The concept of 3D printing is rapidly coming into vogue. With The Motley Fool calling it “the end of the Made-in-China era” and others boggling over the sheer array of possibilities it represents, it's not surprising to see 3D printer-related projects make it to Kickstarter. One such project, the Form 1 from FormLabs, just launched yesterday on Kickstarter with a goal of $100,000 by the end of the first month. After the first day, the number has already surpassed that figure seven times over.
Form 1's Kickstarter funding currently stands at just over $709,000, spread over 487 different backers with the numbers rapidly climbing. What's drawing such incredible response numbers to the Form 1? According to FormLabs co-founder Maxim Lobovsky, the difference in the Form1 is one of sheer value. Lobovsky described a market in which there were, essentially, two different products: 3D printers for the high-end industrial market that start around $10,000 a unit and go up from there and printers for the lower-end hobbyist market that generally run between $2,000 and $3,000. Form 1, meanwhile, looks to split the difference, providing the high-end functionality of an industrial 3D printer at the cost of a lower-end hobbyist tool, nearly matching the Makerbot price.
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The Form 1 uses a process called Stereolithography--regarded by many as the “gold standard” of 3D printing-- which involves a positioning system that directs a laser directly onto a tray filled with liquid resin to achieve extremely high resolution. While this by itself is impressive enough, the software powering the Form 1 is even better. It allows for .STL models from any 3D CAD package to be imported, and that gives an incredible new level of utility for even lower-budget users.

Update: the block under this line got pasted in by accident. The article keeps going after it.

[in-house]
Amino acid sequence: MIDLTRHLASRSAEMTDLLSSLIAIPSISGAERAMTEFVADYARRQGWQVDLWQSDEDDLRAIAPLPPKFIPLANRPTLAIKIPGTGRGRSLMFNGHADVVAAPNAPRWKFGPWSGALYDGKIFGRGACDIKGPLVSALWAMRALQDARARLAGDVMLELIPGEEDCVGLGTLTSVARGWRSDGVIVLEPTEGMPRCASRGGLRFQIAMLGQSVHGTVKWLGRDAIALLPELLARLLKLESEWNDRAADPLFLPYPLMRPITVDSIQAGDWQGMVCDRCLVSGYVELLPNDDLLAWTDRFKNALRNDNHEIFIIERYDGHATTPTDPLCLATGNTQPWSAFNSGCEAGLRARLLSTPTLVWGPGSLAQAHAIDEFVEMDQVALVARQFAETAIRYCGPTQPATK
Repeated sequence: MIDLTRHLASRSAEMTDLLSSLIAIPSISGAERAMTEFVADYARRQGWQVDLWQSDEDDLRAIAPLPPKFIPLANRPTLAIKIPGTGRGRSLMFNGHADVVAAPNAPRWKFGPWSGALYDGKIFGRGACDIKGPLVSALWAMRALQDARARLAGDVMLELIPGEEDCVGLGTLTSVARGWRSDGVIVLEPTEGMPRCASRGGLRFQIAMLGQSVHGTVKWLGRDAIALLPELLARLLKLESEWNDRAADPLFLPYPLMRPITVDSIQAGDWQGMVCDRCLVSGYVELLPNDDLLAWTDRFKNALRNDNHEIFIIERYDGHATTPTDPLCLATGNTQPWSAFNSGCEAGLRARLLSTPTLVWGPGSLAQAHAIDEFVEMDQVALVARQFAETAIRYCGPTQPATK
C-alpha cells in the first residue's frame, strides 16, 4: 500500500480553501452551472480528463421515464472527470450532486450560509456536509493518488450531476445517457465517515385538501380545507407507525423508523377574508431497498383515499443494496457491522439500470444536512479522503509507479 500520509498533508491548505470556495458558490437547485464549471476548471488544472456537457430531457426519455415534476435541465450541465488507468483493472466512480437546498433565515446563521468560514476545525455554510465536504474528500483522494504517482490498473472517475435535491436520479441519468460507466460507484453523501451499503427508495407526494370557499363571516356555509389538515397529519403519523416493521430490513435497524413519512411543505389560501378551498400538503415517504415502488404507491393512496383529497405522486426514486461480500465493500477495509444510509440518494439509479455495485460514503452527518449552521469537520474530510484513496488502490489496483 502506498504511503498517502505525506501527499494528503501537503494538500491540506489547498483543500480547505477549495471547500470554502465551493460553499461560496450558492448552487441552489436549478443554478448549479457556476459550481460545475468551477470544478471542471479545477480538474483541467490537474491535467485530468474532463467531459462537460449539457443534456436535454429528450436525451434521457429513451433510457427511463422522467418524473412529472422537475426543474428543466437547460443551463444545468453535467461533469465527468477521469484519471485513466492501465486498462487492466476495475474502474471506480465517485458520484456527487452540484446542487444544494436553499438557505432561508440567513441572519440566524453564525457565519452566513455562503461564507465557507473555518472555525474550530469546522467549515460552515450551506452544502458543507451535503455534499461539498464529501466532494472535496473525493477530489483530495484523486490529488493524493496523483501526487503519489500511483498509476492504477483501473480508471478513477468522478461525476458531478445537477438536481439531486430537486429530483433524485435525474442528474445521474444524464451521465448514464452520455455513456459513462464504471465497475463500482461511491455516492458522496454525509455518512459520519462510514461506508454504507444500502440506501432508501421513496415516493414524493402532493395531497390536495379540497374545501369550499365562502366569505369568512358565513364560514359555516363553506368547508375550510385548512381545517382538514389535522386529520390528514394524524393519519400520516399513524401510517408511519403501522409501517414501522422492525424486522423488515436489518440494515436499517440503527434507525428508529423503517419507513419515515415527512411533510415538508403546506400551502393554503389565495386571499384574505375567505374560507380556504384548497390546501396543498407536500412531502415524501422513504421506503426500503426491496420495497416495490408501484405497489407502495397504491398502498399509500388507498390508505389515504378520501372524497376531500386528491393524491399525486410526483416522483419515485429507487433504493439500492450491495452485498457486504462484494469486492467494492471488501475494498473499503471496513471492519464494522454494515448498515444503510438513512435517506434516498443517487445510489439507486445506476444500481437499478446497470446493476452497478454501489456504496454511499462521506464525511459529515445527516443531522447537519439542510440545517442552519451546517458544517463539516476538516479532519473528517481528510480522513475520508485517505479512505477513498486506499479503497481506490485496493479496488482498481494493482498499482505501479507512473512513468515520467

The design of the machine was an important contribution to its marketability, using a Bluray laser diode in its construction to drop the overall price of the unit, as well as by taking advantage of some expired patents to lower development costs. FormLabs also managed to analyze the current offerings and determine just what was necessary and what wasn't, allowing them to put forth a system that could be built low-cost, and thereby pass the savings on to the potential users.
There are plenty of those potential users to be had, besides. With 30,000 professional 3D printers currently online the world over, but 10 million 3D CAD software users active, there's plenty of room for a tool that can take the products of the software and turn them into actual real-world objects.
While 3D printing may not mean “the end of the Made-In-China era”, it is likely to significantly shake up the manufacturing market as we know it today. Whether 3D printing will be the next Internet or merely an incremental advancement remains to be seen, but it's likely to cause at least a few major changes in a market that's desperate for a moon shot.
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Edited by Brooke Neuman